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exhibitions

nichola feldman-kiss \ Siren
a collective sonic embrace. At Koffler Center of the Arts Toronto 02.11.2022 - 05.03.2023

nichola feldman-kiss \ Siren lll | Partners in Art

nichola feldman-kiss | The Art Canada Institute: Ottawa Art and Artists

nichola feldman-kiss \ Scapegoat

This exhibition brings together two bodies of work by nichola feldman-kiss centred on the artist’s prosocial, practice-based research that explores the role of the human body in geopolitics. As a first-generation Canadian with familial roots in the Caribbean and the Holocaust, their work unites the personal and the political through visceral hybrid-media installations that bring attention to the uncertainties, uncanny contradictions and injustices foundational to so-called postcolonial social systems.

Scapegoat began in 2015 in response to the multitude of violent conflicts raging internationally. Simultaneously prophetic and timely, the exhibition takes on new meaning as the world lurches from one global crisis to another, reckoning with the catastrophic consequences of settler colonial violence, social upheaval, and climate emergency. In this contentious era, as dialogues on retribution, repatriation and reconciliation come to the fore, what ethical roles and responsibilities do contemporary artists and museums have? feldman-kiss’ work prompts audiences to reconsider difficult questions about what it means to be conscious social bodies in the current moment. 

Deep curiosity into their artistic subject propelled the artist into far away contexts to witness the tragedies of colonialism such as those that gave rise to the artist’s own ancestral trajectories. Their uneasy online acquisition from a Canadian supplier of osteological specimens slated for the medical market led to experiential research within the international supply chains where trade relies on social inequity for profit. Conceptually rooted, Scapegoat evolved into a haunting portrait series about precarity and life, delving into how political gamesmanship can cast black and brown bodies as unwillingly positioned within a form of social death.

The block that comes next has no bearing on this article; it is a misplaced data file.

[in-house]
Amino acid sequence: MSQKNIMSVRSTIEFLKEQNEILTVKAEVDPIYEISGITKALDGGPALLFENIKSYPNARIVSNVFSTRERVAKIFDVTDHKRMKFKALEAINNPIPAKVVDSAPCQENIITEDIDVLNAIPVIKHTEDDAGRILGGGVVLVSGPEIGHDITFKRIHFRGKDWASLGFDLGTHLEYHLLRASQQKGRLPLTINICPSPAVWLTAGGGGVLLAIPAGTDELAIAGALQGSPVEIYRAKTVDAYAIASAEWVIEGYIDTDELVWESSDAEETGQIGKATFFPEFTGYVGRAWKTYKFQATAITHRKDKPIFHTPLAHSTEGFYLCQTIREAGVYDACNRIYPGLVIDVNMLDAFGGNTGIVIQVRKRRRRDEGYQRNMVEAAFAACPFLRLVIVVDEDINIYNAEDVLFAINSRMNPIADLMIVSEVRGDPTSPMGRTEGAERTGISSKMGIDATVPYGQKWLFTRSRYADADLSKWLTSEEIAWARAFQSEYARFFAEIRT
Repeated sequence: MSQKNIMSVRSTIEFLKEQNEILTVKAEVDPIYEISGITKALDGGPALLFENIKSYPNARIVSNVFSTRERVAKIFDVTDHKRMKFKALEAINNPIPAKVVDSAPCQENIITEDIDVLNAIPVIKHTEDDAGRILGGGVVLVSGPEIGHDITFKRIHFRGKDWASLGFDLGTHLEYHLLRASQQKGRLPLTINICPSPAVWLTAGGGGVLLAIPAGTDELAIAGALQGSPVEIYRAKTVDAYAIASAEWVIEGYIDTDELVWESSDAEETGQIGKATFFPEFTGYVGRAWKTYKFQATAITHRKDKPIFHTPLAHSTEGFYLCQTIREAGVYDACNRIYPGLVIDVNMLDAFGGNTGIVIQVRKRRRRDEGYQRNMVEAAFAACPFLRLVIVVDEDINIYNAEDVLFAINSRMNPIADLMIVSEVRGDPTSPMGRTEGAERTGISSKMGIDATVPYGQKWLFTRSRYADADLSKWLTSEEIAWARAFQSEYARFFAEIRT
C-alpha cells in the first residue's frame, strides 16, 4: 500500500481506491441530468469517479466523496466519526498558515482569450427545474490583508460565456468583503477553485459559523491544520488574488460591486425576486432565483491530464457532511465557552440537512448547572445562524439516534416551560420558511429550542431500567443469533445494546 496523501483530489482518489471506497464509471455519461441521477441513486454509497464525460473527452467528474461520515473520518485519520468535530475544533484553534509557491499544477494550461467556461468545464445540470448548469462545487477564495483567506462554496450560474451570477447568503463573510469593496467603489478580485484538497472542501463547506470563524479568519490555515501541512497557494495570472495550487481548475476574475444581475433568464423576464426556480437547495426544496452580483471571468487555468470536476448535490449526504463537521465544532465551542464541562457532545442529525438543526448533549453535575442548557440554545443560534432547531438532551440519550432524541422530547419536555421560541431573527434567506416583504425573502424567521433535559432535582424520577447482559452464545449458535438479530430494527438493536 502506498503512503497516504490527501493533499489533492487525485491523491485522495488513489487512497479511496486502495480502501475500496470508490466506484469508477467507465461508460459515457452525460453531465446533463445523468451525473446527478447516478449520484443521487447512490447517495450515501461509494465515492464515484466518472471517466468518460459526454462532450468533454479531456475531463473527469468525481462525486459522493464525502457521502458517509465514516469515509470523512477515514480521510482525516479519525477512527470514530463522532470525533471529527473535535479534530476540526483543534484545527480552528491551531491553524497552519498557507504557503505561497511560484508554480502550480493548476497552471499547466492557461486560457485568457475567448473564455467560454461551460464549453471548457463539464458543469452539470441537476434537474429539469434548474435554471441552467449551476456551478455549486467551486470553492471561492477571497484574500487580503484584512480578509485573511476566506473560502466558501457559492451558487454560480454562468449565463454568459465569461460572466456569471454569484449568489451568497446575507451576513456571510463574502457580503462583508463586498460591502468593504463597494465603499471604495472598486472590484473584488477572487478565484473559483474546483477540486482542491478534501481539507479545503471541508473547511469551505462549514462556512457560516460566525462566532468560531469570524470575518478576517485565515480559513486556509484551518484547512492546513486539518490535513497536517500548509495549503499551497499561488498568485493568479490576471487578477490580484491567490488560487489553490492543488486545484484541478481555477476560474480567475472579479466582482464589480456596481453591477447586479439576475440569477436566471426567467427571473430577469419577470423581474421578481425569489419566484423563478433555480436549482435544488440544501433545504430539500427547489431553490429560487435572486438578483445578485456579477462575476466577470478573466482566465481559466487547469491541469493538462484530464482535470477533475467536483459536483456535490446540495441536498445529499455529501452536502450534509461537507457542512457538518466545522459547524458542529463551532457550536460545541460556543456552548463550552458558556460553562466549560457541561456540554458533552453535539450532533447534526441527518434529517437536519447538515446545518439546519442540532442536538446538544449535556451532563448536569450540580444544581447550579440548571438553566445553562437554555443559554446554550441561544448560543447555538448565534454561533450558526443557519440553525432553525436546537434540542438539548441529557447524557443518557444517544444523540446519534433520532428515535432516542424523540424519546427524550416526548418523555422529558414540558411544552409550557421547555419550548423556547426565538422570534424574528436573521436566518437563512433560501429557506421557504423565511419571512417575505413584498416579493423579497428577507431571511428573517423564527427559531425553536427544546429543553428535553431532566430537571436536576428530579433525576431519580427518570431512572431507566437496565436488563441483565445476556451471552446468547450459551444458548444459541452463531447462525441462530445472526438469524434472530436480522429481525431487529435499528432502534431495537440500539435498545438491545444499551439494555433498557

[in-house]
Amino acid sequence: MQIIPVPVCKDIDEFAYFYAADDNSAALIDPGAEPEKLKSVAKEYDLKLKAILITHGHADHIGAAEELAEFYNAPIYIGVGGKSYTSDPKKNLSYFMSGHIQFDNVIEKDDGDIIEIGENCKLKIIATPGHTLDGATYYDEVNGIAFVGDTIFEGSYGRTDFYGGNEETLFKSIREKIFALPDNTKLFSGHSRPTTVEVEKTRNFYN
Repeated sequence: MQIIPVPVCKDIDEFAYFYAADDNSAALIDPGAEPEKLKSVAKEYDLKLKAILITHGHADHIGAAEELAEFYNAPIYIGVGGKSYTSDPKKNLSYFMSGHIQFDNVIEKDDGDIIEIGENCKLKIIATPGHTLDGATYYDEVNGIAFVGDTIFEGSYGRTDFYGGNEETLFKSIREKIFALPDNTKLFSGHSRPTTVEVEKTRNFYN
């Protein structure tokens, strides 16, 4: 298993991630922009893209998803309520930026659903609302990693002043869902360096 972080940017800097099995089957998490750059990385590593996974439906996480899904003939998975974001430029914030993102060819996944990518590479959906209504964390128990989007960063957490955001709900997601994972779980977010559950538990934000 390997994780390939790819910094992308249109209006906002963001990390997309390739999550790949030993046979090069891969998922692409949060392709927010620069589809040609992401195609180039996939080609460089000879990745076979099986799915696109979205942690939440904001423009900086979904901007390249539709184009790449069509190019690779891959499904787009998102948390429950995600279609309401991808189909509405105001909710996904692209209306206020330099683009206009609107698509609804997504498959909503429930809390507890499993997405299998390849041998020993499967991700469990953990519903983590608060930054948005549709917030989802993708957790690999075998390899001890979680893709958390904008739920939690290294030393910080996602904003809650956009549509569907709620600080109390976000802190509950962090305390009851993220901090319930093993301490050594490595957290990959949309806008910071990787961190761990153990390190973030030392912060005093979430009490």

The young men, with whom the artist has staged the work, embrace the bones with careful defiance. The specimens that make up the skeletal set approximate the age of those who cradle them. This demographic is most highly represented in the global statistical record of victims of militarized and state violence. The remains do not constitute one individual nor are they gendered; they are a collective body made visible. Arranged chromatically against the glowing background of a unifying brown, the viewer is challenged to meet these monumental figures with reverence. 

Together, artist and model, with their corporeal negotiation of tenderness and tension require us to be present before them and to enact an affective labour. Here, the very difficult and necessary work of grieving stands as both a personal endeavor and a collective ritual, demanding a confrontation with complex and contradictory forms of intimacy. In close proximity, a feminine presence embraces new life in a pastoral landscape. Mechanical butterflies surround the space, symbolizing transformation. No justice can return those lost, but what Scapegoat offers is a space of dignity for open mourning, for radical forms of witnessing, and for reimagining a different world.

Curated by Pamela Edmonds and Mona Filip


nichola feldman-kiss \ Siren III

Siren III is a new video and sound installation by Toronto artist nichola feldman-kiss, building upon her series of politically provocative artworks that mine the local context and articulate reflections on worldwide stressors driving global migration, flights from homelands, and oceanic passages. Referencing traumatic histories alongside contemporary conditions of oppression rooted in conquest, border rule, and climate change, the artist’s current explorations remain anchored in autobiography and ancestry.